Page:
Full disclosure: I’m not a big Wachowskis fan. The Matrix was good, but for me it was hardly transcendent, mind-blowing experience it was for so many others. When it first premiered in 1999, I appreciated its visual mastery, but couldn’t connect with the story. It wasn’t a groundbreaking epistemological treatise. It was freshman-year philosophy. It was the “Allegory of the Cave” with bullets.
Sense8, the Wachowskis’ new TV series, which premiered on Netflix earlier this month, is similarly hollow despite its beauty. Directed by the siblings and co-written with J. Michael Straczynski (Babylon 5, a ton of Marvel and DC comics), the show is a sci-fi thriller centered on a group of eight disparate individuals who suddenly become mentally and emotionally linked. Called Sensates, this linkage allows individuals to access the knowledge and skills of anyone else within their cluster.
Visually, Sense8 is a stunner. Spanning the globe as it follows its scattered cast, it takes the opportunity to present some truly gorgeous backdrops via sweeping aerial and tracking shots. There is an overall crispness and saturation of color here that makes scenes pop.
Unfortunately, there’s not a whole lot happening beneath the surface. This is a show that’s trying to do a lot of things, exploring a number of social issues typically glossed over by sci-fi and genre television, such as race, sexuality, gender, religion, and politics. It’s a noble effort that is executed with earnestness; however, these issues are rushed or underdeveloped as the show tries to cover them all. The result feels like the show is ticking off boxes without unpacking these ideas in a meaningful way.
The best way to introduce a cast this big is to just list them. There’s Will (Brian J. Smith), a Chicago cop with a haunted childhood; Nomi (Jamie Clayton) a socially conscious hacktivist and trans woman in San Francisco; Riley (Tuppence Middleton), a traumatized Icelandic DJ; Capheus (Aml Ameen) a van driver with a hero’s heart in Nairobi; Sun (Bae Doona) a Korean businesswoman and kickboxer burdened by her patriarchal family; Kala (Tina Desai), a pharmacist and devout Hindu living in Mumbai; Wolfgang (Max Riemelt), a German safecracker and noble-ish criminal; and Lito (Miguel Ángel Silvestre) a closeted telenovela star in Mexico City.
The cast is as diverse as anything you’ll see on TV. They are also all solid actors, who manage to make their at times thinly drawn characters interesting and even compelling. To be sure, large casts are hard to juggle. Shows like Lost managed it especially well (except when it didn’t). Sense8, however, has to cover so much ground — both geographically and narratively — that characters tend to feel one note as they are reduced to the a single aspect that makes them valuable to a particular episode’s plot or theme: Sun’s a fighter, Nomi’s a hacker, Lito’s gay, etc.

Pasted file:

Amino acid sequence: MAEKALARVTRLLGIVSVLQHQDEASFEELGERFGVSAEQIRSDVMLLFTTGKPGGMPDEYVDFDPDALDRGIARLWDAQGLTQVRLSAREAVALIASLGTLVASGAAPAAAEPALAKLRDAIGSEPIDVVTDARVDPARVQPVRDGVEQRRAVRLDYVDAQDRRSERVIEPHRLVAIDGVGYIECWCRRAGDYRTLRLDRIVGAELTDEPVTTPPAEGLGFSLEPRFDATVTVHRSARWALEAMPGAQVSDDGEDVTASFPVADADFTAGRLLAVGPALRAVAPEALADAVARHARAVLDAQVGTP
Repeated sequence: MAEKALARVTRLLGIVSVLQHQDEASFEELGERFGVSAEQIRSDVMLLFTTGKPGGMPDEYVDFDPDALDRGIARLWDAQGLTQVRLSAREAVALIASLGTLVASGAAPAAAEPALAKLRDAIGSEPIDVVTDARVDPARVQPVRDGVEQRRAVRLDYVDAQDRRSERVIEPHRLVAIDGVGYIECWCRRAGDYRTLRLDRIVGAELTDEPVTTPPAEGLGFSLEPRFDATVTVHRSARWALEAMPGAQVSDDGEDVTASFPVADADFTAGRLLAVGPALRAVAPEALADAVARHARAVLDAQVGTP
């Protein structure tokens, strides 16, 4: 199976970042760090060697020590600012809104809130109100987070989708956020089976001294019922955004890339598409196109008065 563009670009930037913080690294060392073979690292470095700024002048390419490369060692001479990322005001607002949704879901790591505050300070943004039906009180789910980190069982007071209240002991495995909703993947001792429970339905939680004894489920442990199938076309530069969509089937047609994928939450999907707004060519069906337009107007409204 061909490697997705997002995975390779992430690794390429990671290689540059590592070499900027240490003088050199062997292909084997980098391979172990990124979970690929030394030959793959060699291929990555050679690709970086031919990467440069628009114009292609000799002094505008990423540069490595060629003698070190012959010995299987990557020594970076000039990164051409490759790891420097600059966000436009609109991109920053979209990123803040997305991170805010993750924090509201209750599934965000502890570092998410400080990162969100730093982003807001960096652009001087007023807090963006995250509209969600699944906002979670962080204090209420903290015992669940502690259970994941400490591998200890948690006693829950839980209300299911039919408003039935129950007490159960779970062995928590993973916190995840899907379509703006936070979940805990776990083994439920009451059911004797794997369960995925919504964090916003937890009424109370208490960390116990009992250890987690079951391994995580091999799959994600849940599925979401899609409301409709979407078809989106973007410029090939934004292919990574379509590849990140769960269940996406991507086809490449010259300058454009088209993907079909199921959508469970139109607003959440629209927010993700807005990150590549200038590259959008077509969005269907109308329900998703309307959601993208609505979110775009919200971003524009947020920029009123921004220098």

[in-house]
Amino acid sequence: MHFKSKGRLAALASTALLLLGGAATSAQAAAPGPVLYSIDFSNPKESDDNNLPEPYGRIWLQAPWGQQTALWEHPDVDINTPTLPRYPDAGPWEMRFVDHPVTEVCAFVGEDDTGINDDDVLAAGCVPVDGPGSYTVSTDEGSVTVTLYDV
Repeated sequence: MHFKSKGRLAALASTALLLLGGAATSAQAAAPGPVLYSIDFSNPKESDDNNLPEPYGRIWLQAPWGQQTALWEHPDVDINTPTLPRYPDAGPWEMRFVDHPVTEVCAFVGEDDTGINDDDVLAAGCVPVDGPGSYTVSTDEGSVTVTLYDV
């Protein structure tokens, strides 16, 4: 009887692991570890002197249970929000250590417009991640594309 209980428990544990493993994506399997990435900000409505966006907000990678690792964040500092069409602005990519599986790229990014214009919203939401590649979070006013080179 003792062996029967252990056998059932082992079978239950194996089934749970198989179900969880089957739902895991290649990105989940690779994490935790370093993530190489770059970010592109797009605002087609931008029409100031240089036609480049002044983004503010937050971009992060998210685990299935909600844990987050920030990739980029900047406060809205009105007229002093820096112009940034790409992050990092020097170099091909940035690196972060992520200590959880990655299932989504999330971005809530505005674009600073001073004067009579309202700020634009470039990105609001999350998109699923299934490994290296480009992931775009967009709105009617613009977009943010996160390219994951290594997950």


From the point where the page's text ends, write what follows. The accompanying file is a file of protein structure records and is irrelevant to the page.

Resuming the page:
Later episodes have fun with the hive mind concept as the cluster gets better at working together, making for some dynamic scenes as characters tap in and out as needed. Sun replaces Capheus in a fight scene as she lends him her skills; Nomi feeds Will information as he runs a rescue mission; and so on. These shared scenes are a lot of fun, and mange to create intimacy within the group despite the fact that only two of the eight characters actually meet in person during first 12 episodes.
At just a dozen episodes, Sense8 is fairly easy to marathon. The pilot is a slog though. I promise that subsequent episodes get better (relatively speaking), but this show is painfully slow out of the gate as it sets the table and introduces both the premise and all the players.
Things start to click around episodes three and four as the show settles into a rhythm; however, the plot doesn’t really take off until the last couple episodes as we learn just what Sensates are and why they are being hunted. The show’s mythology will likely get unpacked more in season two, but as it stands now, it’s a little too vague.
While not a lot happens in season one, Sense8 is worth checking, especially if you’re a fan of the Wachowskis’ work. This is with an interesting concept with a lot of story potential. It remains to be seen, however, if this creative team can tell a story as captivating as the visual world they have built.
- Netflix really needs to do something about all these overlong opening credits sequences. This one clocks in at two minutes. It may be pretty too look at, but two minutes is a bit excessive. (For the record, the definitive ranking of Netflix credit sequences is as follows: Unbreakable Kimmy Schmidt, Orange is the New Black, Daredevil, Sense8, House of Cards.)
- As the season progresses the story tightens its focus on Will, Riley, and Nomi — three white characters. I’m not sure this was conscious choice, but it still struck me as a development worth noting. Make of it what you will.
- Damn, there’s a lot of sex in this show! Nudity, too. Those with delicate sensibilities be warned. There’s also a fairly graphic birth montage that’s not for the faint of heart.